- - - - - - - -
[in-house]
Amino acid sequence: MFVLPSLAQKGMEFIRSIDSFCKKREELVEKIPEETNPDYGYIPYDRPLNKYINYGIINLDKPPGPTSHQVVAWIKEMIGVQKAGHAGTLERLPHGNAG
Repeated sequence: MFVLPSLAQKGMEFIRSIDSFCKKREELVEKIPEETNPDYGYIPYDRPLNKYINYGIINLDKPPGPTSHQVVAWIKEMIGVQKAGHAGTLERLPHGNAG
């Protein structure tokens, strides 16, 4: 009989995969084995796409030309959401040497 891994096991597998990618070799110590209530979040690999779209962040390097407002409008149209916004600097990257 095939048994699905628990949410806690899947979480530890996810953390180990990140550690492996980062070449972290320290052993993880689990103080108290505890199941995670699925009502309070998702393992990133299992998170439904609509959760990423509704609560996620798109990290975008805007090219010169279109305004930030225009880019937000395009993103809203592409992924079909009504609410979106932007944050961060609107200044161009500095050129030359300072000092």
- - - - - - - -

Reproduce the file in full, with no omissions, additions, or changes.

[in-house]
Amino acid sequence: MFVLPSLAQKGMEFIRSIDSFCKKREELVEKIPEETNPDYGYIPYDRPLNKYINYGIINLDKPPGPTSHQVVAWIKEMIGVQKAGHAGTLERLPHGNAG
Repeated sequence: MFVLPSLAQKGMEFIRSIDSFCKKREELVEKIPEETNPDYGYIPYDRPLNKYINYGIINLDKPPGPTSHQVVAWIKEMIGVQKAGHAGTLERLPHGNAG
């Protein structure tokens, strides 16, 4: 009989995969084995796409030309959401040497 891994096991597998990618070799110590209530979040690999779209962040390097407002409008149209916004600097990257 095939048994699905628990949410806690899947979480530890996810953390180990990140550690492996980062070449972290320290052993993880689990103080108290505890199941995670699925009502309070998702393992990133299992998170439904609509959760990423509704609560996620798109990290975008805007090219010169279109305004930030225009880019937000395009993103809203592409992924079909009504609410979106932007944050961060609107200044161009500095050129030359300072000092």